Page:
Sullivan said Colorado Parks and Wildlife has pledged $46,000 towards this project, and he urged the roundtable to also support it. He said this project would be a great tool, “and you can’t have too many tools in the tool box.”
Kevin Terry, Rio Grande project coordinator for Trout Unlimited, added his endorsement of the project. One of the benefits , he said, would be consolidation of data in one place where it would be accessible to the different agencies.
Aloia said another outgrowth of the project will be identification of knowledge gaps, which can be the basis for future projects.
“It will highlight things we still don’t know,” she said. “It’s really a stepping stone for future projects.”
It will identify, for example , places where there could be restoration projects in the future to help bring back water resources that were present historically but are no longer present, she explained.
The information gathering and assessment will encompass the Valley floor up to 8,500 feet. Roundtable member Ed Nielsen said this sounds like a good project, but he believed it needed to encompass the mountains and headwaters too. He said it seems fragmented at this point.
Nehring said this a joint venture, and Intermountain West Joint Venture is setting the scope of this project. Aloia added that agricultural use, which is a key component of this project, is centered on the Valley floor.
Sullivan explained that the focus is on the irrigated landscape, which is where the biggest changes in wetlands have occurred.
Former Rio Grande Roundtable Board Chairman Mike Gibson said he personally had a problem with the roundtable funding an individual entity, because requests in the past have come through nonprofit organizations or state agencies. He said it had nothing to do with Wetland Dynamics, but he was concerned about the roundtable losing control over how money is administered and spent if the roundtable starts funding individual entities. He said he believed the roundtable had more oversight over projects going through nonprofit groups.
“I have a real concern,” he said.
Roundtable member Travis Smith said this is a worthy project, but it sounded like the roundtable needed to clarify some protocol issues.
“This application is about shared partnerships and getting agencies to talk to each other about water resources,” Smith said.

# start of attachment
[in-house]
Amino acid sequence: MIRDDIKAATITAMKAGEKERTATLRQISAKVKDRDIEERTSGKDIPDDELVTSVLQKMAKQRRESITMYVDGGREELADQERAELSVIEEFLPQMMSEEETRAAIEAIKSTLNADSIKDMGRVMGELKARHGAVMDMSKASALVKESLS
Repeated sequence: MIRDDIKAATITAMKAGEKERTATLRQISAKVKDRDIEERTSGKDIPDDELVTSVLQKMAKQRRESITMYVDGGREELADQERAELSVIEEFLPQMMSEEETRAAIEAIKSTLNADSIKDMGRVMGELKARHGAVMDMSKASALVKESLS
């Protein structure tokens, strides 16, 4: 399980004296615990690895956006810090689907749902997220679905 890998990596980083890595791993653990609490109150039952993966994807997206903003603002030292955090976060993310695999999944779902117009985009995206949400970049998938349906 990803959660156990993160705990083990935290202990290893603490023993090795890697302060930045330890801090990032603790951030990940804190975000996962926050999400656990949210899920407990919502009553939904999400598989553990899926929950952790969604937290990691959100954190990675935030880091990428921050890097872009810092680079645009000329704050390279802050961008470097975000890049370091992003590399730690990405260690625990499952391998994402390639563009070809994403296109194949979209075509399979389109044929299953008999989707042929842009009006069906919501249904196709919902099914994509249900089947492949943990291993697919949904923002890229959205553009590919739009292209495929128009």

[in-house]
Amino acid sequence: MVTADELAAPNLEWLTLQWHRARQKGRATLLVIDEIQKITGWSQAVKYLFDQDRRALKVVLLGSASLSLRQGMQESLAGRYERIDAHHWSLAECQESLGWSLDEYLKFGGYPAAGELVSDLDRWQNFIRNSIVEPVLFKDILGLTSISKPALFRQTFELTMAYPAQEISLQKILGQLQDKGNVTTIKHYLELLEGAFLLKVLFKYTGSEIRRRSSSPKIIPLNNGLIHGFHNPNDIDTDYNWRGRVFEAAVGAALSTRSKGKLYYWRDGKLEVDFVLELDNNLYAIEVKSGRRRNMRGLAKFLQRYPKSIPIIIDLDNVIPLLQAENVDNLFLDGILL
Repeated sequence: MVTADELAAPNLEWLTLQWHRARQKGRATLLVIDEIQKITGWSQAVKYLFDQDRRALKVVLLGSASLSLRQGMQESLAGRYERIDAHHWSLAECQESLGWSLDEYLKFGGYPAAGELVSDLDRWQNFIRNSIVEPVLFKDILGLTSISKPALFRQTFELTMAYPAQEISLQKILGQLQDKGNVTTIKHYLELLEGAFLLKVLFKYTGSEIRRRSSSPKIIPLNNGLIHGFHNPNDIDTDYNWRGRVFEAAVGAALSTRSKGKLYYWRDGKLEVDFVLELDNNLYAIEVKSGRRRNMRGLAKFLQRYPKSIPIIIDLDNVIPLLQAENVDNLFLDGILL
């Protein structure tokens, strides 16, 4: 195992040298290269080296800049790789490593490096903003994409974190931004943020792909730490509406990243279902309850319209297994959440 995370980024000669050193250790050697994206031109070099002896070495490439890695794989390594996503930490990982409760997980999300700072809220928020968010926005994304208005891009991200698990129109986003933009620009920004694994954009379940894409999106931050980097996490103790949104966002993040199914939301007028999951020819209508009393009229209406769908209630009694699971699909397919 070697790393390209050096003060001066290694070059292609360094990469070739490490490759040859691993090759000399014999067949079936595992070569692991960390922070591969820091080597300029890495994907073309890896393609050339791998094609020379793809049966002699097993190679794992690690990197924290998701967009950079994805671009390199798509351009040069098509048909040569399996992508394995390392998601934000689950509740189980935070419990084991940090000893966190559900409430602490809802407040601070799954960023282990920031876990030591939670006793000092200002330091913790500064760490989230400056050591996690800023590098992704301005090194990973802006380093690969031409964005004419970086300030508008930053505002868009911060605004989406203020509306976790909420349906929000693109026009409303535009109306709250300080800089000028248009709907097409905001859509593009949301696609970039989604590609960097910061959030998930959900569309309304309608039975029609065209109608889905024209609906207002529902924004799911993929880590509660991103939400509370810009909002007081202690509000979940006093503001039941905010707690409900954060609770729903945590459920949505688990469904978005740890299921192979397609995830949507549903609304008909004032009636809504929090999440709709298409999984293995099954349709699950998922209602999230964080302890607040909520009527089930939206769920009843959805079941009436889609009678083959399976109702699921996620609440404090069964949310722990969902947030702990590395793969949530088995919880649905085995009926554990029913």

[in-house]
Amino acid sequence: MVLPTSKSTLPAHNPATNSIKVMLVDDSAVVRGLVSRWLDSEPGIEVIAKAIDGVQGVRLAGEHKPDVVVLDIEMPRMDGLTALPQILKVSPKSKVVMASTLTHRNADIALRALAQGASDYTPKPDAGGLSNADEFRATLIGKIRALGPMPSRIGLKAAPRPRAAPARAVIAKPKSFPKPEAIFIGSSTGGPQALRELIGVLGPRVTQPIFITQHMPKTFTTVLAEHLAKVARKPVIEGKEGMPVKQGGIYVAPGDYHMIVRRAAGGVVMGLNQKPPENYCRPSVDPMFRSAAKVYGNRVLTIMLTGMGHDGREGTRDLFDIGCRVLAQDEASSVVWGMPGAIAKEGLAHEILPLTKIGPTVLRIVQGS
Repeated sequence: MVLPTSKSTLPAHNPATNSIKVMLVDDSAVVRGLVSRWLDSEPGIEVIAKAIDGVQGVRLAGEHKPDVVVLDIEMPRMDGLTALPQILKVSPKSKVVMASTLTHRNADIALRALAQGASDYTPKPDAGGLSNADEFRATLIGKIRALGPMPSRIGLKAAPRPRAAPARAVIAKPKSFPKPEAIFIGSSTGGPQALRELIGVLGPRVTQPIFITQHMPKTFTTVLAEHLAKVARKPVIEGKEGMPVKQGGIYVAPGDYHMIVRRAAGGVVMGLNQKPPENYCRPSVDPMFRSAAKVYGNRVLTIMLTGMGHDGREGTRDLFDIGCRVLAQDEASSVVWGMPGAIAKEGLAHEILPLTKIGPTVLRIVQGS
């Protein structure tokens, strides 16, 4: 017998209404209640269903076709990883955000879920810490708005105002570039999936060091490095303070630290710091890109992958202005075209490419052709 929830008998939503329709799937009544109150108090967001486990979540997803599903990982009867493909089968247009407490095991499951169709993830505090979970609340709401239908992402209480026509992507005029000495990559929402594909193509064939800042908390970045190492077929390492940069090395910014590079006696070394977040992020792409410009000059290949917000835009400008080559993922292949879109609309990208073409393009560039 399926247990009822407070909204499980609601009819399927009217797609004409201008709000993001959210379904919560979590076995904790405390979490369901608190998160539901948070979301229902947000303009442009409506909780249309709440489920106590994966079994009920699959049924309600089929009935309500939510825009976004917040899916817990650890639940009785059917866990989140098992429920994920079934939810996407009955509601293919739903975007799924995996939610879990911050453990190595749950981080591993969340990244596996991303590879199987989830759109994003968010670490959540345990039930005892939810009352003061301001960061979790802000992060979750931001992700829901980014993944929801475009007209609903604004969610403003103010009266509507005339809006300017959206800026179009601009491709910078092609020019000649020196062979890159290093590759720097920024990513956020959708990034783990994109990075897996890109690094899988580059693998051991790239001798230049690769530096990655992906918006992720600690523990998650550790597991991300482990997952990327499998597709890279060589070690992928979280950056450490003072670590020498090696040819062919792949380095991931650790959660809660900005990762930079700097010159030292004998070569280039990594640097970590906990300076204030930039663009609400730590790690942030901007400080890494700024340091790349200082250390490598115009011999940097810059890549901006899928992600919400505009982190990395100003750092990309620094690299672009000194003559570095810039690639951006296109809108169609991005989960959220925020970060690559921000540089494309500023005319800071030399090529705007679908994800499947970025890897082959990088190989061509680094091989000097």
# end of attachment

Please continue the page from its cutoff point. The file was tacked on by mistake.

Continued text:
Roundtable member Dale Pizel said this seemed like a good project and he would hate for it not to be conducted simply because the roundtable had never funded projects through individual businesses before.
“If we need to have that discussion, let’s have it,” he said.
Roundtable member Judy Lopez agreed the discussion needed to be held. She also agreed this was a good project but was taking the roundtable into uncharted territory.
She asked if Billy Bob’s Excavating came in with a request for river restoration funding, would the roundtable fund it?
Pizel said if it fit with the roundtable’s goals, he did not have a problem funding “Billy Bob.” He said every project needs to have oversight to make sure it is performed correctly and fiscally responsibly.
Lopez said she did not think anyone had a doubt about how fiscally responsible Wetland Dynamics would be, but the roundtable needed to determine if it wanted to open this door and decide who could go through it. She said Aloia and Nehring are people of integrity, and this project meets many of the roundtable’s goals.
Godbout said his office requires reports and specific information, and he reviews that information carefully. He said he makes sure that the invoices match the work completed.
Roundtable member Rio de la Vista said, “So there is some oversight I think we can feel good about.”
Roundtable member Ron Brink said he was apprehensive about opening the gates to this type of funding.
Roundtable Chairman Nathan Coombs said, “The door can be opened. Just because it has not been opened doesn’t mean we shouldn’t. We should look at the project on its merits, if it accomplishes our goals.”